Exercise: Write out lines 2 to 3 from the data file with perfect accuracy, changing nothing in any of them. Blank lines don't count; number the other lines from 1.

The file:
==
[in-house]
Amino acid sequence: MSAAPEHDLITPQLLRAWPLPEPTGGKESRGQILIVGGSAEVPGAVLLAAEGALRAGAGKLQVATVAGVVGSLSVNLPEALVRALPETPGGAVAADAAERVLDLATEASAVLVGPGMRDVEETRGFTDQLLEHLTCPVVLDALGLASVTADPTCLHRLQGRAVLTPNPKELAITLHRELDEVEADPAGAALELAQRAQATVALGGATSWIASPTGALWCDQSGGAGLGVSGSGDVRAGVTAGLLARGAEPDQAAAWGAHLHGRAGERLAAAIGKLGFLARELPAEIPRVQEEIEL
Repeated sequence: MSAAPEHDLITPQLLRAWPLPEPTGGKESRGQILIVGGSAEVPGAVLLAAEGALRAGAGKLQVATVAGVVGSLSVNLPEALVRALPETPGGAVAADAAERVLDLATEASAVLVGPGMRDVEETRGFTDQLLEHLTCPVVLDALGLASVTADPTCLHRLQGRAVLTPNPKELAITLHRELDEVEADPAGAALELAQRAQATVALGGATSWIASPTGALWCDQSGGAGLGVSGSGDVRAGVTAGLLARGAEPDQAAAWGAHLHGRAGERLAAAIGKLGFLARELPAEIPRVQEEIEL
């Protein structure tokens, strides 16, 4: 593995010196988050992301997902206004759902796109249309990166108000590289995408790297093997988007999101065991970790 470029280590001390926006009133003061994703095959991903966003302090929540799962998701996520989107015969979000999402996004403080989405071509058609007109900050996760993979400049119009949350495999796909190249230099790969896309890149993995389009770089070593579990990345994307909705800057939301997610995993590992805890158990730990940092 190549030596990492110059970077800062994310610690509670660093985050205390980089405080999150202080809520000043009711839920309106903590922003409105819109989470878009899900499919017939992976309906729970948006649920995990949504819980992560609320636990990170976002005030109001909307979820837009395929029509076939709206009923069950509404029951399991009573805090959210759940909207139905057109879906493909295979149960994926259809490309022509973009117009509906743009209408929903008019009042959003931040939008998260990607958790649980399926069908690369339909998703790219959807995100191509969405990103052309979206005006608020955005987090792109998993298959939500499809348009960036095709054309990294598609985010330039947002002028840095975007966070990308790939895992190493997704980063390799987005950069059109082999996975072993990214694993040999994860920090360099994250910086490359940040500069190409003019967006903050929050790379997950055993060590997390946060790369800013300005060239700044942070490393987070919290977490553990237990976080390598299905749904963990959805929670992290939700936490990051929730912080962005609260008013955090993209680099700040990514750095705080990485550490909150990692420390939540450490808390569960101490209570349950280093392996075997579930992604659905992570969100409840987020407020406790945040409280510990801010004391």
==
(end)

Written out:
Amino acid sequence: MSAAPEHDLITPQLLRAWPLPEPTGGKESRGQILIVGGSAEVPGAVLLAAEGALRAGAGKLQVATVAGVVGSLSVNLPEALVRALPETPGGAVAADAAERVLDLATEASAVLVGPGMRDVEETRGFTDQLLEHLTCPVVLDALGLASVTADPTCLHRLQGRAVLTPNPKELAITLHRELDEVEADPAGAALELAQRAQATVALGGATSWIASPTGALWCDQSGGAGLGVSGSGDVRAGVTAGLLARGAEPDQAAAWGAHLHGRAGERLAAAIGKLGFLARELPAEIPRVQEEIEL
Repeated sequence: MSAAPEHDLITPQLLRAWPLPEPTGGKESRGQILIVGGSAEVPGAVLLAAEGALRAGAGKLQVATVAGVVGSLSVNLPEALVRALPETPGGAVAADAAERVLDLATEASAVLVGPGMRDVEETRGFTDQLLEHLTCPVVLDALGLASVTADPTCLHRLQGRAVLTPNPKELAITLHRELDEVEADPAGAALELAQRAQATVALGGATSWIASPTGALWCDQSGGAGLGVSGSGDVRAGVTAGLLARGAEPDQAAAWGAHLHGRAGERLAAAIGKLGFLARELPAEIPRVQEEIEL